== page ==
Dr David Kelly was befriended by Mrs Mai Pederson, an undercover US intelligence agent.
US spy confirms Dr Kelly's death 'was not suicide'
Dr Kelly, a leading weapons expert, was found dead by police in the woods near his home after being named as the insider who spoke to journalists about the lies told by the UK and US governments to justify the invasion of Iraq. Mrs Pederson was "one of the very first people to know that Dr Kelly's body had been found."
As a US military intelligence spy, Master Sergeant Mai Pederson was trained to attach to people identified as targets, befriend them, gain their trust, infiltrate their life, and then exploit them as directed by her superiors. She was a specialist in seducing male targets. Her husband, US Air Force Sergeant Mr Jim Pederson, described his wife's standard mode of operation:
"She has always been a spook of one kind or another.
She is invaluable in this job because she doesn't look
as though she's in military intelligence. She goes to
interrogate someone and she's tiny and beautiful, and
she flirts with them, and just sits down and chats.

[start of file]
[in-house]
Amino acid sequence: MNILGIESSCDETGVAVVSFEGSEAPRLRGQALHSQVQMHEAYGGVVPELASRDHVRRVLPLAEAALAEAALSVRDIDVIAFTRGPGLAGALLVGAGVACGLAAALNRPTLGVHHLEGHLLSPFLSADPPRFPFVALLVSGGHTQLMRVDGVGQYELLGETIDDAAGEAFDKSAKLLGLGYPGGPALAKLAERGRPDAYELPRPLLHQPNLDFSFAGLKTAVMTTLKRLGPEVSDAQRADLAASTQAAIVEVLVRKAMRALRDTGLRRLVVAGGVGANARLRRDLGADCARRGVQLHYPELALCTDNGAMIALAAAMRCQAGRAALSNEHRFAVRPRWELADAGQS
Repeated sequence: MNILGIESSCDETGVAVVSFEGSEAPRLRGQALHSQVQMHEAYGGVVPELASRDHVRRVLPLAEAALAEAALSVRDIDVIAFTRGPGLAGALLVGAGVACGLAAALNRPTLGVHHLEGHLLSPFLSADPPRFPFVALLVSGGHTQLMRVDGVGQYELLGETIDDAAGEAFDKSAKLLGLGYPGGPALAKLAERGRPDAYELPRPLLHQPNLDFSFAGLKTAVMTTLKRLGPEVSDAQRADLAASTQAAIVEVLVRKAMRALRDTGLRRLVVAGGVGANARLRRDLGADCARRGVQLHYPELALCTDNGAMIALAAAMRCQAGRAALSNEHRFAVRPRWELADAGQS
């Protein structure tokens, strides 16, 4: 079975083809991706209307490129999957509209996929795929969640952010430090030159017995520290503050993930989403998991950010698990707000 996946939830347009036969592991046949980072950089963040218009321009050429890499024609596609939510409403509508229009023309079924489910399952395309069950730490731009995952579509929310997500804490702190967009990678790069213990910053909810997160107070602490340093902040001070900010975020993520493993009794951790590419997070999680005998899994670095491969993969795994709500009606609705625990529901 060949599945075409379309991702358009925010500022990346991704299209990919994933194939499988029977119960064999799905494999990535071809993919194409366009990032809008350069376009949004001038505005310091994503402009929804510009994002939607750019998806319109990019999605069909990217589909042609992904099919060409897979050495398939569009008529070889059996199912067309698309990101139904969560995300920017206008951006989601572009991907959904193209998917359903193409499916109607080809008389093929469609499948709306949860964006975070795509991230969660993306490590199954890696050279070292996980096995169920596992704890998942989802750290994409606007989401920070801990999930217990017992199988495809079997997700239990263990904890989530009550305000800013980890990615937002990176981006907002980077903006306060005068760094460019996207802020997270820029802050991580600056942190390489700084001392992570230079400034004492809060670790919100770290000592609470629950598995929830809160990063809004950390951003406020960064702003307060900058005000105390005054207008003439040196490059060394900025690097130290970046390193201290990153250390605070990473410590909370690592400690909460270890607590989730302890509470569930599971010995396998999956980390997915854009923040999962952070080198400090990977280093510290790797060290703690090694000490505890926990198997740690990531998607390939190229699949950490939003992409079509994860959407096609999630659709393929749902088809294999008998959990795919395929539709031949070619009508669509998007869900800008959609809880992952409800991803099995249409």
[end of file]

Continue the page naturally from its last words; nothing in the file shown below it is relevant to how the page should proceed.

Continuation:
Before they know it they've told her all sorts of stuff."
As well as basic combat skills, Mrs Pederson's training as a spy and assassin would have included sophisticated cover-up techniques, and in particular how to make murder look like suicide. As Mr Pederson boasted:
"She was proficient with a gun and basic unarmed
combat and worked under-cover for long periods -
called TDA for Temporary Duty Attachments - in
Egypt and, I believe, Iran. She was a very complex
Sgt. Pederson and Dr Kelly are thought to have been "more than friends" and may have had an "affair." Pederson initiated Dr Kelly into an arcane Eastern mystery cult, the Baha'i sect. The involvement of the intelligence services in mysterious religious groups is an extension of their special relationship with secret societies.
Despite her elite training, Master Sgt. Pederson may have become emotionally entangled in her attachment to Dr Kelly. As soon as his dead body was found she phoned her contacts at the Baha'i faith in California. The Baha'i leader Marilyn VonBerg disclosed the details of their conversation:
"It wasn't suicide. There will be more coming out on this."
Evidently Mrs Pederson knew in advance what the media would report about her dead assignment, because she warned her friends that they: "shouldn't believe what we would be reading in the newspapers."